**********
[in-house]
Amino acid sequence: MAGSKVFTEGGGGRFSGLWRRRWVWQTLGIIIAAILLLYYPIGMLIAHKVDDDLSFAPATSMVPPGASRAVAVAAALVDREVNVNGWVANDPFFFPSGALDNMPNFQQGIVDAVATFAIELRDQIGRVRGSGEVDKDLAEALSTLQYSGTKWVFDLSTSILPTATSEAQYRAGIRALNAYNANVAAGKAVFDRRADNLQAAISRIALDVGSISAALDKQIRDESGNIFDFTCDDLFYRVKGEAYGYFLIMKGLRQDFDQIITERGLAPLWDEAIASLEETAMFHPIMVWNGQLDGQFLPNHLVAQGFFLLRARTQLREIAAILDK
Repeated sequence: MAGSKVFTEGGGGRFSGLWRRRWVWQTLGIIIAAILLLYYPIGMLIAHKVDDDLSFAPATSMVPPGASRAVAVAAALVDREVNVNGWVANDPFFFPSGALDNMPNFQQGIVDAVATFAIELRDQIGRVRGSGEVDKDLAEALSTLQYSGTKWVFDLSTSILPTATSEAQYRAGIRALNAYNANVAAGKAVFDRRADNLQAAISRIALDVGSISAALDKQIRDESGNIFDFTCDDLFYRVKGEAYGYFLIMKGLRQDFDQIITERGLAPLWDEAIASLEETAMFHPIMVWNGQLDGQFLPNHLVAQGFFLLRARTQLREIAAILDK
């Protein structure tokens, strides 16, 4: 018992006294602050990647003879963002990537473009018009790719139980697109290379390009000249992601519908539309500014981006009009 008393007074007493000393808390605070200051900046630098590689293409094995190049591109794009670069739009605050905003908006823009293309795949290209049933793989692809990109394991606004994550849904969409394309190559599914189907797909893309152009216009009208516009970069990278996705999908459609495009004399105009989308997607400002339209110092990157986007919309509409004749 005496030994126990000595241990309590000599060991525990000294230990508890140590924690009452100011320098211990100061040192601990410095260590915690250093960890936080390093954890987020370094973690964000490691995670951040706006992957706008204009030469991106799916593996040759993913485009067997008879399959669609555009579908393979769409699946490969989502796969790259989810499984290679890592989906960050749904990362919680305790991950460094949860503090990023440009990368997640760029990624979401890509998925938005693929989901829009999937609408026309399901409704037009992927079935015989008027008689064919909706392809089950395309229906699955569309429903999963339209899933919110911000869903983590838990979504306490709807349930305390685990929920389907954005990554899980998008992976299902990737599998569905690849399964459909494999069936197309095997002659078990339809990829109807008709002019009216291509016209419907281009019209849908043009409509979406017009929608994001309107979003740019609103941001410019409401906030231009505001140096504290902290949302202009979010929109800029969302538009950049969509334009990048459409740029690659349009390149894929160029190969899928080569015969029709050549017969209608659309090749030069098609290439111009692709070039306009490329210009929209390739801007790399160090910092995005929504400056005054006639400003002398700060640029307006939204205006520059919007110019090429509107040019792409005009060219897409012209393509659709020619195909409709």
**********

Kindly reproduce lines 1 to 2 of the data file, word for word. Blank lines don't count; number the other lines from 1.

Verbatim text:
[in-house]
Amino acid sequence: MAGSKVFTEGGGGRFSGLWRRRWVWQTLGIIIAAILLLYYPIGMLIAHKVDDDLSFAPATSMVPPGASRAVAVAAALVDREVNVNGWVANDPFFFPSGALDNMPNFQQGIVDAVATFAIELRDQIGRVRGSGEVDKDLAEALSTLQYSGTKWVFDLSTSILPTATSEAQYRAGIRALNAYNANVAAGKAVFDRRADNLQAAISRIALDVGSISAALDKQIRDESGNIFDFTCDDLFYRVKGEAYGYFLIMKGLRQDFDQIITERGLAPLWDEAIASLEETAMFHPIMVWNGQLDGQFLPNHLVAQGFFLLRARTQLREIAAILDK